Select Page

RIO Tinto s reputation for social and environmental responsibility has taken a hit after a joint venture partner was accused of unethical business practices.

RIO Tinto’s reputation for social and environmental
responsibility has taken a hit after a joint venture partner was
accused of unethical business practices.

Freeport McMoRan, the operator of the world’s biggest gold mine,
Grasberg, in Indonesia’s Papua province, has paid local military
and police at least $US20 million for questionable purposes since
1998 and allowed large amounts of waste to seep into surrounding
groundwater, a detailed story in The New York Times said
yesterday.

A Rio spokesman declined to comment on the report, saying
questions should be directed to the mine’s operator.

Rio sold its 13 per cent stake in the American Freeport for
$US 882 million in March 2004 but has a 40 per cent interest in
copper and gold reserves discovered after 1994.

Macquarie Equities estimated the mine would give Rio $US155
million in revenue this year, falling to $US8 million by 2007 as
lower grade material was mined.

The Grasberg mine has long had a reputation for controversy.
Companies linked to former Indonesian dictator president Soeharto
received lucrative contracts from the mine.

As with Rio’s shuttered Bougainville copper mine and the former
BHP Billiton Ok Tedi mine in Papua New Guinea, waste disposal has
been problematic. And Grasberg was forced into the international
spotlight in 2003 after eight workers were killed in a landslide
that many claimed was preventable.

BHP exited its controversial Ok Tedi investment in 2001 at a
cost of $US 150 million because keeping the mine would potentially
have been at odds with its health, safety, environment and
community policy framework, the company said at the time.

BHP chief executive Chip Goodyear worked at Freeport from 1989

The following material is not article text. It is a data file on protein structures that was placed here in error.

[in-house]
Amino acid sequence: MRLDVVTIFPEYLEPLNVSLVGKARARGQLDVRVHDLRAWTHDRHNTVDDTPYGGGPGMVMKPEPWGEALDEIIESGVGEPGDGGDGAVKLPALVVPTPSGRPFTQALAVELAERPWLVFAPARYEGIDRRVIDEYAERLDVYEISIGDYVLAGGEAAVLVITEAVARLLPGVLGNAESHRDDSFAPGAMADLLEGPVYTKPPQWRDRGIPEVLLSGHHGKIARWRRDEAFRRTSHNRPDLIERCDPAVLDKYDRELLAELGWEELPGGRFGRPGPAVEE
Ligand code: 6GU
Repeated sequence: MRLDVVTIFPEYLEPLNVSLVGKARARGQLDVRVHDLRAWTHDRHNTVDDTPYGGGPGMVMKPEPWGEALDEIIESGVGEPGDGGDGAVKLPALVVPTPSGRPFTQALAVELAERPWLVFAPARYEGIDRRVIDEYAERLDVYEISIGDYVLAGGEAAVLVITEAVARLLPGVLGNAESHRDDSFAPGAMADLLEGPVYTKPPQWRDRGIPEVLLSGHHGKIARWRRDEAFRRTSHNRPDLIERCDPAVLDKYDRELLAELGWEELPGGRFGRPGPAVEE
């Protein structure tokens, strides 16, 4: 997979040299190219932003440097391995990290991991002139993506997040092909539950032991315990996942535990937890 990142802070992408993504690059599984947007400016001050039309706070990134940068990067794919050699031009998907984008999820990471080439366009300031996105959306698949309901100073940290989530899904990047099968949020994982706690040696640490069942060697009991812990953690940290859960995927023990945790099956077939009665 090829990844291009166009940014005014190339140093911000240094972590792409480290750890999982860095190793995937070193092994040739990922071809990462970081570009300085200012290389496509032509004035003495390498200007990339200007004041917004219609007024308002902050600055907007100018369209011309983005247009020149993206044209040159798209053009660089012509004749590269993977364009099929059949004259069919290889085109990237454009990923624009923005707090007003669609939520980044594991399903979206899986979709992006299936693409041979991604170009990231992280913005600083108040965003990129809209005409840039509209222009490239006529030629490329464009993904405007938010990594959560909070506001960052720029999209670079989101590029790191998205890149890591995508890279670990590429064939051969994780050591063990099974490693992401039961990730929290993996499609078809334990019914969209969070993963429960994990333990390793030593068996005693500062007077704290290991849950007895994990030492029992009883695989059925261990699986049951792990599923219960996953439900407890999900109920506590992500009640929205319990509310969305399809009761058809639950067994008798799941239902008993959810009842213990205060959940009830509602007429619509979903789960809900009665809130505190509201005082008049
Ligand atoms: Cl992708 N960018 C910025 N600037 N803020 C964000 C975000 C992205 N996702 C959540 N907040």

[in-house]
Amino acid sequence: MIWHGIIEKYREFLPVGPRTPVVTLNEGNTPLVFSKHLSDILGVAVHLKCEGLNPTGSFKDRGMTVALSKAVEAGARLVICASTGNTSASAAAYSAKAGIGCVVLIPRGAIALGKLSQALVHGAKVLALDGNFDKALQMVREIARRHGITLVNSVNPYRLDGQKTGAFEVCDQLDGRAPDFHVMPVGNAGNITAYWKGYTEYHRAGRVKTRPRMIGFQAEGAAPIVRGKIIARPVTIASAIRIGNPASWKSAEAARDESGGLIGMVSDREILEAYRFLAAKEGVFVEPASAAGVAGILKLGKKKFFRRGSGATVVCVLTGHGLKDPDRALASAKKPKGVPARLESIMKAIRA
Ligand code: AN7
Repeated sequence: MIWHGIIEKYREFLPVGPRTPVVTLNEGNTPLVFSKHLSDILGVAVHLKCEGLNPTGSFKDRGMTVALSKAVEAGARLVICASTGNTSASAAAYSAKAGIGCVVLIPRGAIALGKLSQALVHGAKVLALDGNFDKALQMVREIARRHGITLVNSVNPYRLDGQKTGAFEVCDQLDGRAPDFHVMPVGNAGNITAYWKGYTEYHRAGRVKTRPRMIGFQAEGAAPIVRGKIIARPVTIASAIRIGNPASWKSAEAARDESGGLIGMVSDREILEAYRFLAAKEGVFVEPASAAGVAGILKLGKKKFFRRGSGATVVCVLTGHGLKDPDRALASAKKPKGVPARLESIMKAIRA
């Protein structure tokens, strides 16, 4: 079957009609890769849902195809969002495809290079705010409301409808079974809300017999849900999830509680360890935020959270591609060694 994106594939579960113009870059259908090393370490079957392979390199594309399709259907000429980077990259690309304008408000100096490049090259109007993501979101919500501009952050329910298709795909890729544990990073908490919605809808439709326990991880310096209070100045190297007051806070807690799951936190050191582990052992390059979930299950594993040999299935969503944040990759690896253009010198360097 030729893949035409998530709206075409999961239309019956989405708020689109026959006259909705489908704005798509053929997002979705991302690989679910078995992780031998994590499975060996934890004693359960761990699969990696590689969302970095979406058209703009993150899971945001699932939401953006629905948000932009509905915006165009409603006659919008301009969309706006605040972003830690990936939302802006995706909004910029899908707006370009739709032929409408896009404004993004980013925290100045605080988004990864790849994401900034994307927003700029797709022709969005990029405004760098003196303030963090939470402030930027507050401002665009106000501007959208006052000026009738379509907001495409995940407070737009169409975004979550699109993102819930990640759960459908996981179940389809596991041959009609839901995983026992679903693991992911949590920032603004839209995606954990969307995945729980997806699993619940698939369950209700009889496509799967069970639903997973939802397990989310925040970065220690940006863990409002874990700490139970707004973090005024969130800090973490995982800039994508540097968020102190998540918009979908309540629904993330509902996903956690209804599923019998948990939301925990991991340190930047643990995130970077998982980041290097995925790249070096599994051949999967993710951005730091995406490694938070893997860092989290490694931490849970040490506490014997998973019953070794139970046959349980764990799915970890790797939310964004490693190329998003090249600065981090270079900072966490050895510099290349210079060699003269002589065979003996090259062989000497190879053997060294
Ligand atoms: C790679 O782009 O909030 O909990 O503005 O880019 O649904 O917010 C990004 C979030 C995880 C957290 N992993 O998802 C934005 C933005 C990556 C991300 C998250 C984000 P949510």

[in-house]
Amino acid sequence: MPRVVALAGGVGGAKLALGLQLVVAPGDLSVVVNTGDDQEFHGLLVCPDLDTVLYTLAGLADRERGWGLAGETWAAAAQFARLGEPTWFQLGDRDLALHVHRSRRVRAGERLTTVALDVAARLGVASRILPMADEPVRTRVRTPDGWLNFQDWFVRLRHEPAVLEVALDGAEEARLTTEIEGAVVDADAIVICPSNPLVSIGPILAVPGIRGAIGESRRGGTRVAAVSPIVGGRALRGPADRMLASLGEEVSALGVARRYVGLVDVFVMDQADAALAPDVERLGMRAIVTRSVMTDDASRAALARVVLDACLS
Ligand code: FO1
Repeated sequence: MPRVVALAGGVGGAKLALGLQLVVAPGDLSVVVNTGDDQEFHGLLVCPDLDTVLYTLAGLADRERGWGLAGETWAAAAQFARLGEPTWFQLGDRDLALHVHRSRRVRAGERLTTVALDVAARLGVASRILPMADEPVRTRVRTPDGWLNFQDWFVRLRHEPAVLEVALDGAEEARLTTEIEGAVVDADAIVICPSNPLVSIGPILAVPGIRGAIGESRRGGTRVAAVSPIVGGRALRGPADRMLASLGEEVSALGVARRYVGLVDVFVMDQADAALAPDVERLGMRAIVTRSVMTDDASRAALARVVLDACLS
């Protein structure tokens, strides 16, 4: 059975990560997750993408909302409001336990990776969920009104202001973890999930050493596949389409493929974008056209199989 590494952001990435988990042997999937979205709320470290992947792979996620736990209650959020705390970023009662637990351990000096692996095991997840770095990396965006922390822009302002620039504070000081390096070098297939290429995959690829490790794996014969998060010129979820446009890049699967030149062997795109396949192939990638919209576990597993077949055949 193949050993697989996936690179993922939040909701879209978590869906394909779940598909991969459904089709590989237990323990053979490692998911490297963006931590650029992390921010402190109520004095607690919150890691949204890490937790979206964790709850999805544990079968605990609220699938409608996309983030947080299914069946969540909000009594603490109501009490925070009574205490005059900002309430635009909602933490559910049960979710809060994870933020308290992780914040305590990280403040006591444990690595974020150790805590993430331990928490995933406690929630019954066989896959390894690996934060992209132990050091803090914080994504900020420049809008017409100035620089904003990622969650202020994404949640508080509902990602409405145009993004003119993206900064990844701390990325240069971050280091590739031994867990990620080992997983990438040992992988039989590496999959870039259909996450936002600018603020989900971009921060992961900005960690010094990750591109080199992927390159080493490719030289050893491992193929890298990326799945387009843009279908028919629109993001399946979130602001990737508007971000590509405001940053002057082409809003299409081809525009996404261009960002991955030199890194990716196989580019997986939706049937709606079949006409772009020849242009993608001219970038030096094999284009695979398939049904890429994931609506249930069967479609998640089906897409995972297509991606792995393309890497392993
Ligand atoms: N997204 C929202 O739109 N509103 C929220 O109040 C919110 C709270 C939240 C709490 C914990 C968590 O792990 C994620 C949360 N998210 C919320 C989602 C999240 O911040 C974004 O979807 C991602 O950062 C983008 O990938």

to 1997, finishing his service as the company’s chief financial
officer before joining BHP in 1999.

Although some of the military pay-offs mentioned in yesterday’s
story began in 1996, the bulk of the accusations concerned
Freeport’s actions after Mr Goodyear left the company.

Under Mr Goodyear’s leadership, BHP has earned a better
reputation for corporate responsibility than Rio.

Research service Corporate Monitor rated Rio’s environmental
practices as ‘adverse’ – the lowest of five ratings – in a recent
survey published by Ethical Investor magazine.

In contrast, BHP’s environmental practices were rated
‘developing’. It also outperformed Rio on social responsibility and
corporate governance ratings.

Of 15 ethical investment funds surveyed, eight held shares in
BHP while only four had a stake in Rio.

Ben Spruzen, a senior research analyst with Melbourne’s
Sustainable Investment Research Institute Service, said BHP had
been a ‘demonstrably better reporter’ than Rio on sustainability
issues in the past year and had also made a better effort to be
transparent.

Rio fell 25c to $ 68.25 and BHP rose 1c to $ 22.59.

Source : www.smh.com.au

Share This